UK's Anti-Bot Law Comes Into Effect

UK’s Anti-Bot Law Comes Into Effect

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LONDON (CelebrityAccess) — A new law banning the use of automated ticket purchasing software, or ‘bots’ has come into effect in the United Kingdom.

The new legislation, which went into effect on July 5th, bars the use of such software to purchase event tickets and imposes potentially “unlimited fines” on anyone caught breaking the law.

“Fans deserve the chance to see their favorite artists at a fair price. Too often they have been priced out of the market due to unscrupulous touts buying up huge batches of tickets and selling them on at ridiculous prices,” said Digital and the Creative Industries Minister Margot James. “From today I am pleased to say that we have successfully banned the bots. We are giving the power back to consumers to help to make 2018 a great year for Britain’s booming events scene.”

The implementation of the new anti-bot law was met with praise by many stakeholders in the industry.

“The new changes to the law including banning bots will help increase the chances of tickets getting into the hands of fans. The entire market is now shifting with the increasing ability to enforce artists terms and conditions and provide face-value resale options which are fan-friendly. These changes have the potential to have a global impact and the US is now looking to UK consumer law to help clean up its own ticketing market,” said Music Manager’s Forum CEO Anna Coldrick.

“Taking action against touts who bulk-harvest tickets is another important step towards cleaning up the so-called secondary market. Alongside strong and swift enforcement of consumer legislation through agencies like National Trading Standards and the Competition & Markets Authority, there is clear potential to root out the bad actors and to allow a new breed of fair, transparent, and law-abiding ticket resale services to flourish,” opined FanFair Alliance campaign manager Adam Webb.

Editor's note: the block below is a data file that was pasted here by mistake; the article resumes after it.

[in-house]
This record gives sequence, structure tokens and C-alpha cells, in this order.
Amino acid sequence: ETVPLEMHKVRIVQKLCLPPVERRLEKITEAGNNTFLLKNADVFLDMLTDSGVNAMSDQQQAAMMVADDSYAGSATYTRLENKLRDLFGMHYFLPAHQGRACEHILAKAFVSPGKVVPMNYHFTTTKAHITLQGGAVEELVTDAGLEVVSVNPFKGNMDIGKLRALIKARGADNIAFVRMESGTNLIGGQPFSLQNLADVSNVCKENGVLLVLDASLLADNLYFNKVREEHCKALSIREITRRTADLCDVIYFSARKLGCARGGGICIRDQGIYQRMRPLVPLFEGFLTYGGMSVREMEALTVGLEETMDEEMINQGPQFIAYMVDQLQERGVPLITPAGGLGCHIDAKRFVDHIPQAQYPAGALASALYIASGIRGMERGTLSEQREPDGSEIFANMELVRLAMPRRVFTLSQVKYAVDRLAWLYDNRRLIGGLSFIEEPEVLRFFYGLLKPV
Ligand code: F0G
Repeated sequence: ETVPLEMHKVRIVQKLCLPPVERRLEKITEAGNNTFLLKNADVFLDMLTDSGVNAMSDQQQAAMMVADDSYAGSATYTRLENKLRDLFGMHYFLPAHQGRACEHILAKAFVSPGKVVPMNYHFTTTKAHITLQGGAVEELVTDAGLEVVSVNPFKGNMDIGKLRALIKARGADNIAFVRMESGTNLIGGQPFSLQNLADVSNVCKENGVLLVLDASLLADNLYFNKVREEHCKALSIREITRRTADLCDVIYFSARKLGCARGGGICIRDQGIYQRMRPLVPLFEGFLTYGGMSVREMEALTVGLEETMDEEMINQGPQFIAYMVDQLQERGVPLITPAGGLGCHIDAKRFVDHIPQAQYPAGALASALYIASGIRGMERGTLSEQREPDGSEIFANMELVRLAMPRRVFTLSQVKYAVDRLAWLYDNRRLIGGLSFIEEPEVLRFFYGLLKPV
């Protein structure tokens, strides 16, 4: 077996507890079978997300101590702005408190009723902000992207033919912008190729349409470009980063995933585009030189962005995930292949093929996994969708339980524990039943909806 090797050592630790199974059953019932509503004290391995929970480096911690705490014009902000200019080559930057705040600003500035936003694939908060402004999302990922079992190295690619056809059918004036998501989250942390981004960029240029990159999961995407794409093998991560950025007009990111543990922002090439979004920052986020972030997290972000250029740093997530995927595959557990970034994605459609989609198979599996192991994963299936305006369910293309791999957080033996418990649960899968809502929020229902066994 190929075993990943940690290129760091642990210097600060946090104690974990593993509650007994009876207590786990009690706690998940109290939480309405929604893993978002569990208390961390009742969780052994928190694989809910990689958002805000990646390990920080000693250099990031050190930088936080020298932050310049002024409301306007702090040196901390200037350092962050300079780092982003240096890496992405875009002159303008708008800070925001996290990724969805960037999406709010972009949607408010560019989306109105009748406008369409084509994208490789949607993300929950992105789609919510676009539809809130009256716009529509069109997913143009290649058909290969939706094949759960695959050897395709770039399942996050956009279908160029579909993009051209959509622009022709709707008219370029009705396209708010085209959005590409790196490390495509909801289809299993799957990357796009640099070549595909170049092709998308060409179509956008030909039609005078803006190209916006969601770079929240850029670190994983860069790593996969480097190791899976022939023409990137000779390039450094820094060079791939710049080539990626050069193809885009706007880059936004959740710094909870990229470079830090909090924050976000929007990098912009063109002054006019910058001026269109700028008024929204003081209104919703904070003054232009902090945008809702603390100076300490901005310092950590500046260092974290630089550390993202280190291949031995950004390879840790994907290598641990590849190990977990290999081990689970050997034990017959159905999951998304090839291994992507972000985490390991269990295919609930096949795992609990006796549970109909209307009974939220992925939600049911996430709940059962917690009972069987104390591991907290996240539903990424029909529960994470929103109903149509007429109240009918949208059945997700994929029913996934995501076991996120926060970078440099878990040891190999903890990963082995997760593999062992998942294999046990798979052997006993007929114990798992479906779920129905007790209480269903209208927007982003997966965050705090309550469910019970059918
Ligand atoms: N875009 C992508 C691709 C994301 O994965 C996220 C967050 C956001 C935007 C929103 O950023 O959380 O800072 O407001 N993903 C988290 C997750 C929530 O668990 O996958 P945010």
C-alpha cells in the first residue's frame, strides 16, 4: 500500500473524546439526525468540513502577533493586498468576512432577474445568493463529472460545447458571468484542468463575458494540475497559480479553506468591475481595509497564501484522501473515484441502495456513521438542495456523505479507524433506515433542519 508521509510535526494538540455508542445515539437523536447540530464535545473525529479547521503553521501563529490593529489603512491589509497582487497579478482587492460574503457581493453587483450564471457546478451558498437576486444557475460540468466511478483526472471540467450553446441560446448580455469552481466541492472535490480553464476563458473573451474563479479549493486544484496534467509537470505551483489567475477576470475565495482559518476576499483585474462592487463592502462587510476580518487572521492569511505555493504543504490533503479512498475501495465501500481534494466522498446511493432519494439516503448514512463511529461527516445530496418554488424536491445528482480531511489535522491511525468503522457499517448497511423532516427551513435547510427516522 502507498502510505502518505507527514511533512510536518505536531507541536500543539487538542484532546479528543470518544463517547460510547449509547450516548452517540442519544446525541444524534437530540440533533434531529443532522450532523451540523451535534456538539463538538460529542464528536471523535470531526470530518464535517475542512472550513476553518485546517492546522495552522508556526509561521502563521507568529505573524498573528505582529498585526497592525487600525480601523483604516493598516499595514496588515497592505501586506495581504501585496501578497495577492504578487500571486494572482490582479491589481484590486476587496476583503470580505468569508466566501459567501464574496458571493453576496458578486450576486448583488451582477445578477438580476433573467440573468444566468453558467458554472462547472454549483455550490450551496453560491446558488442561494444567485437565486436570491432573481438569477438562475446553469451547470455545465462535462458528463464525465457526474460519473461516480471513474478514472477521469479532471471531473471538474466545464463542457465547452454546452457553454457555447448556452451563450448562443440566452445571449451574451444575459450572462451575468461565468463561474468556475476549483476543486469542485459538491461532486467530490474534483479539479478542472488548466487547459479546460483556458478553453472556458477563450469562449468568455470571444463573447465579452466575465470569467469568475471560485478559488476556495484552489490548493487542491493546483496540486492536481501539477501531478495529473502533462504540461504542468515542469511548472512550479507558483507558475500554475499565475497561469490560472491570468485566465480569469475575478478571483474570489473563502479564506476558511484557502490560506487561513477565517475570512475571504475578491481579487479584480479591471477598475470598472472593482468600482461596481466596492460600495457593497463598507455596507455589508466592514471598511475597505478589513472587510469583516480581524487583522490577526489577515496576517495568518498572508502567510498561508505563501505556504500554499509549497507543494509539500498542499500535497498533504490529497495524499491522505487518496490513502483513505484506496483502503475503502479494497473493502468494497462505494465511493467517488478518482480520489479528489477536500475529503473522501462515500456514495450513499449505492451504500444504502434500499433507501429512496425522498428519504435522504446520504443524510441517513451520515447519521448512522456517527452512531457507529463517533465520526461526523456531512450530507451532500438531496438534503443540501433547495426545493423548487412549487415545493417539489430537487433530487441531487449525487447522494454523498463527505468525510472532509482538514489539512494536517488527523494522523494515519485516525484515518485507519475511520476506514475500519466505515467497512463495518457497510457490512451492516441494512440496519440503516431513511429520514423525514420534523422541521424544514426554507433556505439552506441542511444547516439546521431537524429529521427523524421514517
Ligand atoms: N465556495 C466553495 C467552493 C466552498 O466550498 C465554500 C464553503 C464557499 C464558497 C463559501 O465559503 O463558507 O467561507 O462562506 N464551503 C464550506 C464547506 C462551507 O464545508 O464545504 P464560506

The new legislation comes amid public outcry over the perceived excesses of the ticket resale industry. Last year, UK regulators alleged that bots purchased up to 30,000 tickets to the musical “Hamilton” in order to resell them on secondary market sites, often at a steep premium, with an average markup of 49%.

Other artists, including big-name acts like Adele, U2 and the Arctic Monkeys have also been targeted, leaving fans faced with paying a premium to rent-seeking ticket brokers or missing a show.

In the face of the public hue and cry, the UK government has taken steps to crack down on touts. In March, the UK’s advertising regulator, the Advertising Standards Authority, ordered that resellers such as StubHub and Viagogo must publish the total ticket price, inclusive of fees, from the start of the purchase process.

In May, the ASA went a step further when they called upon the National Trading Standards to pursue enforcement action against Viagogo after the ticketing resale service allegedly failed to comply with the new standards.

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